Josh Hader may be the best relief pitcher in all of baseball. However, even a two-time All-Star and former Reliever of the Year winner can’t escape the occasional slump.
This season, Josh Hader is 2-5 with a 2.77 ERA and 0.795 WHIP in 55.1 innings pitched. He has also added 102 strikeouts and 25 saves. Yes, these numbers look dominant but they don’t tell the full story of Hader’s season. Since July 1st, and Hader’s last 13 appearances, he has pitched 14.2 innings and given up 11 runs with 9 of them being earned. This run to inning ratio is enough for a disappointing 5.52 ERA. In this span, opponents are hitting .262 against Hader with an OPS of .935. Also, Hader is 1-2 with 4 holds, 5 saves, and 3 blown saves.
Before this slump, Hader had an ERA of 1.77 in 40.2 innings and 20 saves with only 1 blown. Opponents were hitting just .098 against the lefty. Hader’s recent struggles beg to ask the question, what is going on with Milwaukee’s most reliable bullpen arm?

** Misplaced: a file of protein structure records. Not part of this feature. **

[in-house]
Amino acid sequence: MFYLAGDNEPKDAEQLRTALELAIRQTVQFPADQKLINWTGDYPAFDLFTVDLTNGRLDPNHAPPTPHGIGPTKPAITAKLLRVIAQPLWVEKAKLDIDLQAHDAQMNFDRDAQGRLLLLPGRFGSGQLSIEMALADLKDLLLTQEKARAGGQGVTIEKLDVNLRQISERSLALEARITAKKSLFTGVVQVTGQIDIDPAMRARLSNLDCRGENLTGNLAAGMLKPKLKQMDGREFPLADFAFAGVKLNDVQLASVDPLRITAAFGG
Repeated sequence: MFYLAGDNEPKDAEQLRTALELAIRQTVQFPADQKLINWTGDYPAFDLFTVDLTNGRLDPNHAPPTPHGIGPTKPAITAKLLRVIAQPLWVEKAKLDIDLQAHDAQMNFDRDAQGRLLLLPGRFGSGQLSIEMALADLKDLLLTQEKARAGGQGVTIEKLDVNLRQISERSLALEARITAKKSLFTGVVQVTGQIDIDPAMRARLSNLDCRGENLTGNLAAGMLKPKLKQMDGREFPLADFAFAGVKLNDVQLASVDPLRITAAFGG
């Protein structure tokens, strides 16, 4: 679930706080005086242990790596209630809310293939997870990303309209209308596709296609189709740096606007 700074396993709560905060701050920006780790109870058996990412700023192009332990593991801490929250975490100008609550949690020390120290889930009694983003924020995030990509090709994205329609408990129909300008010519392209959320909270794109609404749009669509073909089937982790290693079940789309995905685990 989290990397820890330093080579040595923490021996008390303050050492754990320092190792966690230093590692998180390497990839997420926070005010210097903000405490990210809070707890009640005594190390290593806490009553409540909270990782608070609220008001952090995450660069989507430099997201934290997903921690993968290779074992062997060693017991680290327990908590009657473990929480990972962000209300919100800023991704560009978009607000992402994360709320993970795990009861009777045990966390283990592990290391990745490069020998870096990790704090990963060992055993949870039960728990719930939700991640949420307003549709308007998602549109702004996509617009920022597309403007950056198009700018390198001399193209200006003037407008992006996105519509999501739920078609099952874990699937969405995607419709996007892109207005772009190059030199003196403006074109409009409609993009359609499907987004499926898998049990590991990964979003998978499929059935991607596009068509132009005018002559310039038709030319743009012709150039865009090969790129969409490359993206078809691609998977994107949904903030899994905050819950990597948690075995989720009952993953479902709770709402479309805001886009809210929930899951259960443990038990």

It almost seems like hitters are starting to figure out Josh Hader. Opposing teams are either attacking the first pitch or doing what they can to get ahead in the count. Hitters have a remarkable .375 batting average with an OPS of 1.625 when they attack the first pitch, which is almost always a fastball. If they lay off the first pitch and get ahead in the count 1-0, batters are hitting just as well with a .364 average. Hader throws his fastball 87.4% of the time and his slider only 12.3%. Simply put, Hader isn’t throwing enough sliders to get batters on their toes, allowing them to sit fastball and attack the pitch they’re looking for. Lastly, when hitters are making contact with a Hader pitch, they are hitting it higher and further than they used to. For example, his home run percentage per fly ball is up 13.7% from 2017 and 8.1% from last year. This is a problem because his fly ball rate is also almost 10% higher than last year’s.
It looks like Josh Hader is developing a closer mentality considering he has an ERA of 1.71 in ninth innings and a 4.95 when he pitches anywhere else. Maybe to rid Hader of his struggles all the Brewers have to do is pitch Hader in the inning he’s most effective. However, I think it’s a much deeper issue where Hader needs to mix up his pitches more consistently to stay dominant. Whatever it is, I hope Josh Hader and the Brewers figure it out considering they are only 0.5 games back of a Wild Card spot and will need Hader to be lights out to stay in the race.
*Stats according to baseball-reference.com and fangraphs.com*